Angler Education

Sound: Music to a Bass' Ears

If bass anglers are not fully agreed on the effectiveness of sound, they agree even less on what sounds work best. To some anglers the louder the sound, regardless of its nature, the better. To others the kinder, gentler sounds of natural prey seem more appropriate. The reason for this lack of consensus is partly because bass attack acoustic lures for different reasons.

Bass, on the whole, are exceptionally curious creatures. As top dogs in the local food chain, they tend to throw caution to the wind. Anything new in their environment beckons them irresistibly for a closer look. Adding an unfamiliar sound only accentuates the novelty. Because bass don't have hands, they use their mouths to feel things out. They exhibit little hesitation in taking up foreign objects, feeling them out, and deciding from there what to do next. Many a bass has been on hook and line simply because it wanted to check out the new loudmouth kid on the block. Curiosity sometimes gets more than the cat.

Bass are nothing if not pugnacious. Indeed, their innate aggressiveness is legendary. As top predators tempered with little prudence, they commonly attack objects out of what in humans we would call a supreme lack of tolerance. A lure can quickly find itself in the mouth of a bass by simply being at the wrong place at the wrong time, much to the delight of the angler. By daring to announce their presence ever so boldly, acoustic lures just aggravate the bass all the more.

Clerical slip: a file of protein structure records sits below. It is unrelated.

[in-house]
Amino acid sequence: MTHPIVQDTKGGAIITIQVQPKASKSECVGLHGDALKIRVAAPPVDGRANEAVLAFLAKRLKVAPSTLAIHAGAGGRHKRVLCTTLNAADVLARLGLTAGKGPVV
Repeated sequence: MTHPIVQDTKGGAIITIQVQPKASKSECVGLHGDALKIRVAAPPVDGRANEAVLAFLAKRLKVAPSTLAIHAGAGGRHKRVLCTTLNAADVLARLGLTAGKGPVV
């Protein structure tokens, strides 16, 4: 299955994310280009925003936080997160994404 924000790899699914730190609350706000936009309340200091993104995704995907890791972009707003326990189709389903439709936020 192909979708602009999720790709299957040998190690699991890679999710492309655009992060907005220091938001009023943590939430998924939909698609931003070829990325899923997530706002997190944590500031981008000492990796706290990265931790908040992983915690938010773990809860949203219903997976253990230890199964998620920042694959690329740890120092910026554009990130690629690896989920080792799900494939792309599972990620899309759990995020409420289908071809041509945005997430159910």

Finally, bass strike acoustic lures to feed. Predators are alert to the sounds their prey makes. They use these telltale cues of sound to identify, and home in on, unsuspecting morsels. Many prey species are known to make characteristic sounds while feeding. Others, especially during spawning season, let loose courtship calls and territorial warnings. Most, if not all, of these sounds lie within a bass' range of hearing and vibration detection. Hardbaits do not put out sounds anywhere close to those of natural prey. The subtle soft plastic baits, on the other hand, as they slide and slink along, generate vibrations that come much closer to natural sounds.

While natural sounds may work, the most attractive sounds will be those that best match a bass' sensory tuning, whether the sound is natural or artificial. The bass doesn't know the difference. It has no concept of natural, only whether an object matches what it perceives to be food.